Obituaries: Gay rights campaigner Michael Mason
Gay rights campaigner who co-founded the paper Capital Gay and was charmed by Ian Paisley
Michael Mason, who has died aged 67, was the news editor of Gay News who went on to co-found and edit the pioneering London paper Capital Gay and was a leading figure in the campaign for homosexual law reform in Britain.
As the product of a leading public school and Oxford, Michael Mason was not the first upper-middle-class man to find that his sexual preferences tended towards his own sex. But whereas most contemporaries discreetly pursued their predilections behind a respectable facade, Mason was baffled that there might be anything to be ashamed of. He took delight in declaring his club as the Sadie Maisie, whose dress code was not jacket-and-tie, but denim, leather or rubber.
Candour was a way of life for a man who abandoned a promising career in computers to join the embryonic gay liberation movement. He applied his education to building a professional press for a community whose members had hitherto enjoyed no public arena for debate.
Having been born in an era when homosexuality was illegal, Mason was bemused towards the end of his life to see a Conservative prime minister fighting for gay marriage. But, without his tireless groundwork, such changes might not have happened.
Michael Aidan Mason was born in London on March 5, 1947. His father, Kenneth, was a Fleet Street journalist who later founded his own publishing house specialising in marine books.
Michael was sent as a weekly boarder to prep school in Surrey, then to Lancing College where, as well as singing in the chapel choir - he loved the Anglican musical tradition if not the faith - he trysted happily with willing partners in the space below the school stage. It was there that he was discovered in flagrante while he was house captain.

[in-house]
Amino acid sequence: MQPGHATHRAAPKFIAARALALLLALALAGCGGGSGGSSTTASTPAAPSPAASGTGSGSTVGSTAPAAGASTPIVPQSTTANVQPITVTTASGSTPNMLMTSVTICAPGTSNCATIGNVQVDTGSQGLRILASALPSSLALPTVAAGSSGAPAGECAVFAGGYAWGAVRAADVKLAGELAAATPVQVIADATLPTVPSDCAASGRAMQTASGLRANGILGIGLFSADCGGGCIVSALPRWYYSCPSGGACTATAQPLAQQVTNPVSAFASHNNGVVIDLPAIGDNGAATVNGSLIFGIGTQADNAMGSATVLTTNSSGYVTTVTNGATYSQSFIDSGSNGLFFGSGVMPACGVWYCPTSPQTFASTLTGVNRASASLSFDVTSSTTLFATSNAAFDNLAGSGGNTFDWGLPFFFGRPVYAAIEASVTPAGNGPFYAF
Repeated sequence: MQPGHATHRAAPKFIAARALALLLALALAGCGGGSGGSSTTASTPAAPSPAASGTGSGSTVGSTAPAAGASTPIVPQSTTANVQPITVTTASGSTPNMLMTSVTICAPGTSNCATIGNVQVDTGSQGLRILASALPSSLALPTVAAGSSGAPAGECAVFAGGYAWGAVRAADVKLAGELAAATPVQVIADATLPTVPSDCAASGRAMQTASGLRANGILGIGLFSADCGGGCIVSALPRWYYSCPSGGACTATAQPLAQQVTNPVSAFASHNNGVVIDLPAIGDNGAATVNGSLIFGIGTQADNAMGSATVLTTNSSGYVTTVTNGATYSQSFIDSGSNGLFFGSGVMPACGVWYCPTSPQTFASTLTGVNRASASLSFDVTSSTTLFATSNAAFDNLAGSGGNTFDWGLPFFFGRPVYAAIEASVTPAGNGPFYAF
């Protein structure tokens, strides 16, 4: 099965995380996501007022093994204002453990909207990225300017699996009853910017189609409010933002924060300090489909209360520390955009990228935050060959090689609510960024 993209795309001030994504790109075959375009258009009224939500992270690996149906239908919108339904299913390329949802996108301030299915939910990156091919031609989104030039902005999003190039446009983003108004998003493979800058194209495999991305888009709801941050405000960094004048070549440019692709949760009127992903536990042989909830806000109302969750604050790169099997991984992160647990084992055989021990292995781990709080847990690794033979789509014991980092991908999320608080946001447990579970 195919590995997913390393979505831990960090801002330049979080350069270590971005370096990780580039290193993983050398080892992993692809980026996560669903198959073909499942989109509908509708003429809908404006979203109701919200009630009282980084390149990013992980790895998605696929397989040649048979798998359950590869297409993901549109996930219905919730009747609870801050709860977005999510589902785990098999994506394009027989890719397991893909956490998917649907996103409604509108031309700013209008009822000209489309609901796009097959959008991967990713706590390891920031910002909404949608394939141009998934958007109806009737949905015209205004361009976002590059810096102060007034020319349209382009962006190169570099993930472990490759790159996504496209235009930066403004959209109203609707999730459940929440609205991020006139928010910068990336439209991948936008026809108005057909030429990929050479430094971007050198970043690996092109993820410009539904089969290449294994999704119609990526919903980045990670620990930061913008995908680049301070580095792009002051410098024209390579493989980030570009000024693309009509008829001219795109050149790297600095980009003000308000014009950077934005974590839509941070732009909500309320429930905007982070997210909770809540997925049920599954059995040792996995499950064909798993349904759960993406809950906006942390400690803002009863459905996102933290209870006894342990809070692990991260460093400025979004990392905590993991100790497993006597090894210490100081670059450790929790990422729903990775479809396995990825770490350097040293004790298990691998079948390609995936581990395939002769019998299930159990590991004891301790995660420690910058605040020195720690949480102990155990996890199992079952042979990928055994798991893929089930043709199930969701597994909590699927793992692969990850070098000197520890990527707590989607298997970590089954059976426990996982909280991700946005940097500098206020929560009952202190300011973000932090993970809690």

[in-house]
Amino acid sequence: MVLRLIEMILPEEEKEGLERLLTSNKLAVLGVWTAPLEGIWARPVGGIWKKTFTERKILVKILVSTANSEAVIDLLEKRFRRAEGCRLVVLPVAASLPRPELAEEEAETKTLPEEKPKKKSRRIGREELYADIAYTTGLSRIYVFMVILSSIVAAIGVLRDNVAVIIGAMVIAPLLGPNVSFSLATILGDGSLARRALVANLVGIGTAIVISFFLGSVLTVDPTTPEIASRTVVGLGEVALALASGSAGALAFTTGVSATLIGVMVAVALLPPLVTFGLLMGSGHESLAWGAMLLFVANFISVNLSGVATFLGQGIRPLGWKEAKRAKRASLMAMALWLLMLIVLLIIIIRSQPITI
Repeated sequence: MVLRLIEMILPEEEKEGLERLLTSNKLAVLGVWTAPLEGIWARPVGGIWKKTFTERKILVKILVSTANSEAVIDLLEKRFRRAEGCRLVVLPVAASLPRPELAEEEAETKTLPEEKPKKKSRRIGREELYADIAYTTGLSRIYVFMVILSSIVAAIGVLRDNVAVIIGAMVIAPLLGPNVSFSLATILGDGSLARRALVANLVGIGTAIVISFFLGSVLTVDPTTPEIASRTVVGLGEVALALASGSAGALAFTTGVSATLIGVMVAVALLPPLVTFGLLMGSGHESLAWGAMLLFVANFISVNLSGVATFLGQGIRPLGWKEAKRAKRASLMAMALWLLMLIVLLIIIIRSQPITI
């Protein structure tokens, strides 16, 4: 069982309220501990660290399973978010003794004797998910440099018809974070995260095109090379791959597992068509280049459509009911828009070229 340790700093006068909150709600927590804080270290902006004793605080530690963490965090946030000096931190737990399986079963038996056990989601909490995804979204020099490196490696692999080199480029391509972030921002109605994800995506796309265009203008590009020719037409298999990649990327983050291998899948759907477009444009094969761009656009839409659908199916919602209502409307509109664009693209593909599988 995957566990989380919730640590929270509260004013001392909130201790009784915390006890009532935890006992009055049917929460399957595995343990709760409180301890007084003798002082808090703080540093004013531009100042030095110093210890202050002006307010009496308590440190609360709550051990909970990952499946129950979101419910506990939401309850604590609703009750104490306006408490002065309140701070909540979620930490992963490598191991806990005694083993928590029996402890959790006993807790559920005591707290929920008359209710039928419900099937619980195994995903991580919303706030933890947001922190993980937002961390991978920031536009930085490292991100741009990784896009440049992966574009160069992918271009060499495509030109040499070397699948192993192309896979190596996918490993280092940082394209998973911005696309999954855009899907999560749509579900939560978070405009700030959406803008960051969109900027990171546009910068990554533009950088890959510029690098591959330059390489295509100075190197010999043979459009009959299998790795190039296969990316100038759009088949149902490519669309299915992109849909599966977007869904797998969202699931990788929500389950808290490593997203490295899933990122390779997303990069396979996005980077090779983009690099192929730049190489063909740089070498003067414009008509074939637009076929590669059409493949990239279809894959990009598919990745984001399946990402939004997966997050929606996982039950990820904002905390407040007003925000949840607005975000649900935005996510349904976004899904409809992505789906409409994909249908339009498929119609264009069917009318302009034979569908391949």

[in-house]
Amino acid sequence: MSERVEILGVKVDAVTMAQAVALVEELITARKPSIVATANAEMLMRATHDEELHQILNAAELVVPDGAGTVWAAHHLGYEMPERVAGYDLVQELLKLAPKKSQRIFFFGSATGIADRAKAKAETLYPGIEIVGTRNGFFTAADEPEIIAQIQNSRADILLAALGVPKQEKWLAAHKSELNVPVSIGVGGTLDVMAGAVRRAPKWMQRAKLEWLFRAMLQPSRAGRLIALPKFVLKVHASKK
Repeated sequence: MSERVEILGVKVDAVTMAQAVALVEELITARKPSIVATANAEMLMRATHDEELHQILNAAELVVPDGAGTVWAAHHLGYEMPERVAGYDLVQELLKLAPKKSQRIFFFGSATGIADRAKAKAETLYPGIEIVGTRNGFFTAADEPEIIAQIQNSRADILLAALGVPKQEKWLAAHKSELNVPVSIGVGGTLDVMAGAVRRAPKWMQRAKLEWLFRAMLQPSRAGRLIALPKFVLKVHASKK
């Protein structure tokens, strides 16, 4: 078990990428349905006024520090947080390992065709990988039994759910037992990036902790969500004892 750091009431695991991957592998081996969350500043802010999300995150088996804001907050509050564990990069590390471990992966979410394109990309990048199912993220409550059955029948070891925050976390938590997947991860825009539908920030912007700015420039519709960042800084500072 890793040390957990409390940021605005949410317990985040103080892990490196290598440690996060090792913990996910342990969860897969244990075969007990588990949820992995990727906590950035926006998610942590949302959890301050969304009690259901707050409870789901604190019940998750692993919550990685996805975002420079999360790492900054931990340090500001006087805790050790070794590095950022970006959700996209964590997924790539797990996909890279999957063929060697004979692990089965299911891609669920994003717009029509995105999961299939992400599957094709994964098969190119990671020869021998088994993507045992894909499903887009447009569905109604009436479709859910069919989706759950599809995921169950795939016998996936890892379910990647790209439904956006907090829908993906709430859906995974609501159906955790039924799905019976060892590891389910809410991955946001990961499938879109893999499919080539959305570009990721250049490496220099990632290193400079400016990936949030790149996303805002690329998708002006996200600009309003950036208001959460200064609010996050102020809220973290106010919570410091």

Fortunately this did not derail his school career, and he went on to read Law at St Edmund Hall, Oxford. He was supported there by an IBM bursary which required him to work for the company on graduation. This he did, acquiring a knowledge of computers decades before most other people.
But in the early 1970s he encountered the Gay Liberation Front, the radical movement inspired by feminism and Black Power in the United States, which offered gay people an alternative, more open, way of life to the furtive existence they had led hitherto. It completely changed his world view and he became a GLF activist.
The GLF dissolved and fragmented within a couple of years, but one of the fragments was Gay News, a hippie-style fortnightly. Excited by the concept of a gay newspaper, Mason got a job as business manager and within six months was news editor.
It was a time when the only news stories about homosexuality in the mainstream press came from the magistrates' courts. Gay News was more interested in the activities of local gay groups. As the idea of homosexuals wanting rights became a story for Fleet Street, Gay News also became the unofficial press office of the gay movement.
In 1981 Mason and his colleague Graham McKerrow broke away to set up a London-only paper called Capital Gay. Mason was thrilled by all aspects of news. He once asked Bette Davis at a press conference why she had so many gay fans - innocuous nowadays but bold in the early Eighties. The Labour MP Chris Smith was a columnist. Few other politicians wanted to talk to Capital Gay, but a surprising exception was the Reverend Ian Paisley, who phoned back to explain his "Save Ulster from Sodomy" campaign with unexpected friendliness. Mason was charmed.
When a mystery sickness began claiming the lives of gay men in New York and San Francisco, Capital Gay appointed a medical columnist. The publication is credited by the Oxford English Dictionary as the world's first to use the term HIV. The paper survived a firebombing in 1987, although when Chris Smith described the attack in Parliament, the Conservative MP Elaine Kellett-Bowman called out "quite right too"; when asked later to explain herself, she declared herself to be "quite prepared to affirm that there should be an intolerance of evil". Capital Gay also had to fend off competition from a brash young rival, Boyz, and finally collapsed in 1995 after a series of burglaries.
Mason went to work as a legal secretary in a south London firm specialising in lesbian and gay immigration cases. He spent a final few years before retirement with the family publishing firm in Hampshire.
He bought himself a flat overlooking Brighton Marina, hiring a leading architect to restore the interior to Art Deco splendour. He had barely moved in when he was diagnosed with lung cancer which spread to his throat and his brain. After a decade with Carl Hill, he had a long-term relationship with David White, who later emigrated to Australia.
He is survived by his father, Kenneth, and his younger brother, Piers, and his family.